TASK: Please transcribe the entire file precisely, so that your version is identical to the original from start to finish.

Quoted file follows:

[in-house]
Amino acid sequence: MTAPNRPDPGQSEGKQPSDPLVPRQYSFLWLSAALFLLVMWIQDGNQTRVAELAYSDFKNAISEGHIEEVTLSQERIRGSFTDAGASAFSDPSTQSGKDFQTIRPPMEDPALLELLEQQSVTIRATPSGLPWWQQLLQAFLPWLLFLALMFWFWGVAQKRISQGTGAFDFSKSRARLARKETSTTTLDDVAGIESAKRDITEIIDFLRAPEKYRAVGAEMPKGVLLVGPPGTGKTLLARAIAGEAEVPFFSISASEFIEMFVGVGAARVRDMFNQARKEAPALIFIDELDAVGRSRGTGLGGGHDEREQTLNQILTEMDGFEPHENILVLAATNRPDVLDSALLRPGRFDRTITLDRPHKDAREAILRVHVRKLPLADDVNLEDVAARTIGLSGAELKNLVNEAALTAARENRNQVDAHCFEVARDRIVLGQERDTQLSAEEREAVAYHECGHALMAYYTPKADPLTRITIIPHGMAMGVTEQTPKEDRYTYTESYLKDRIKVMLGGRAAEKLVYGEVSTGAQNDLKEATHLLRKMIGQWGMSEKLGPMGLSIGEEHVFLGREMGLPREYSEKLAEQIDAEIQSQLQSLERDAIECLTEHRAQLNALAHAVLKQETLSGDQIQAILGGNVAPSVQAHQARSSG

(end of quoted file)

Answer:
[in-house]
Amino acid sequence: MTAPNRPDPGQSEGKQPSDPLVPRQYSFLWLSAALFLLVMWIQDGNQTRVAELAYSDFKNAISEGHIEEVTLSQERIRGSFTDAGASAFSDPSTQSGKDFQTIRPPMEDPALLELLEQQSVTIRATPSGLPWWQQLLQAFLPWLLFLALMFWFWGVAQKRISQGTGAFDFSKSRARLARKETSTTTLDDVAGIESAKRDITEIIDFLRAPEKYRAVGAEMPKGVLLVGPPGTGKTLLARAIAGEAEVPFFSISASEFIEMFVGVGAARVRDMFNQARKEAPALIFIDELDAVGRSRGTGLGGGHDEREQTLNQILTEMDGFEPHENILVLAATNRPDVLDSALLRPGRFDRTITLDRPHKDAREAILRVHVRKLPLADDVNLEDVAARTIGLSGAELKNLVNEAALTAARENRNQVDAHCFEVARDRIVLGQERDTQLSAEEREAVAYHECGHALMAYYTPKADPLTRITIIPHGMAMGVTEQTPKEDRYTYTESYLKDRIKVMLGGRAAEKLVYGEVSTGAQNDLKEATHLLRKMIGQWGMSEKLGPMGLSIGEEHVFLGREMGLPREYSEKLAEQIDAEIQSQLQSLERDAIECLTEHRAQLNALAHAVLKQETLSGDQIQAILGGNVAPSVQAHQARSSG